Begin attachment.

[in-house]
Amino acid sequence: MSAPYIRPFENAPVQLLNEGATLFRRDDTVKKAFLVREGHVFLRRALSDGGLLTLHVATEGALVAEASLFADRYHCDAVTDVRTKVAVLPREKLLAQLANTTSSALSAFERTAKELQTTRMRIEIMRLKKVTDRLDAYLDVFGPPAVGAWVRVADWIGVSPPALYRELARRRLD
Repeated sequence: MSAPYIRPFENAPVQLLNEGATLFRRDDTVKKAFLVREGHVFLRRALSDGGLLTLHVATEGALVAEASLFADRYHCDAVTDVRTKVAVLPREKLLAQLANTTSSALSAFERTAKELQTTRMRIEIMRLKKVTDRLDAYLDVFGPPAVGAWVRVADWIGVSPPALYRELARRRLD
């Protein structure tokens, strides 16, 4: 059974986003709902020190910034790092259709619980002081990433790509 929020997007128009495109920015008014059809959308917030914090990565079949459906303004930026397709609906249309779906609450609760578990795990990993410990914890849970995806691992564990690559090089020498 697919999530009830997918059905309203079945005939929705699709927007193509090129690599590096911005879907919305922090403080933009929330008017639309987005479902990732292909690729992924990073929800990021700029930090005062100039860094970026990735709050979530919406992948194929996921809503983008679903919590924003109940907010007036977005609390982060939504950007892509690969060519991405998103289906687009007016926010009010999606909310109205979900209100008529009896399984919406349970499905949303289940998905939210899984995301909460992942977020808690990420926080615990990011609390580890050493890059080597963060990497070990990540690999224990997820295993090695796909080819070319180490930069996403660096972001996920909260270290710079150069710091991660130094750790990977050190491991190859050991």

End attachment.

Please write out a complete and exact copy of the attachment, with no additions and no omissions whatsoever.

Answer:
[in-house]
Amino acid sequence: MSAPYIRPFENAPVQLLNEGATLFRRDDTVKKAFLVREGHVFLRRALSDGGLLTLHVATEGALVAEASLFADRYHCDAVTDVRTKVAVLPREKLLAQLANTTSSALSAFERTAKELQTTRMRIEIMRLKKVTDRLDAYLDVFGPPAVGAWVRVADWIGVSPPALYRELARRRLD
Repeated sequence: MSAPYIRPFENAPVQLLNEGATLFRRDDTVKKAFLVREGHVFLRRALSDGGLLTLHVATEGALVAEASLFADRYHCDAVTDVRTKVAVLPREKLLAQLANTTSSALSAFERTAKELQTTRMRIEIMRLKKVTDRLDAYLDVFGPPAVGAWVRVADWIGVSPPALYRELARRRLD
């Protein structure tokens, strides 16, 4: 059974986003709902020190910034790092259709619980002081990433790509 929020997007128009495109920015008014059809959308917030914090990565079949459906303004930026397709609906249309779906609450609760578990795990990993410990914890849970995806691992564990690559090089020498 697919999530009830997918059905309203079945005939929705699709927007193509090129690599590096911005879907919305922090403080933009929330008017639309987005479902990732292909690729992924990073929800990021700029930090005062100039860094970026990735709050979530919406992948194929996921809503983008679903919590924003109940907010007036977005609390982060939504950007892509690969060519991405998103289906687009007016926010009010999606909310109205979900209100008529009896399984919406349970499905949303289940998905939210899984995301909460992942977020808690990420926080615990990011609390580890050493890059080597963060990497070990990540690999224990997820295993090695796909080819070319180490930069996403660096972001996920909260270290710079150069710091991660130094750790990977050190491991190859050991």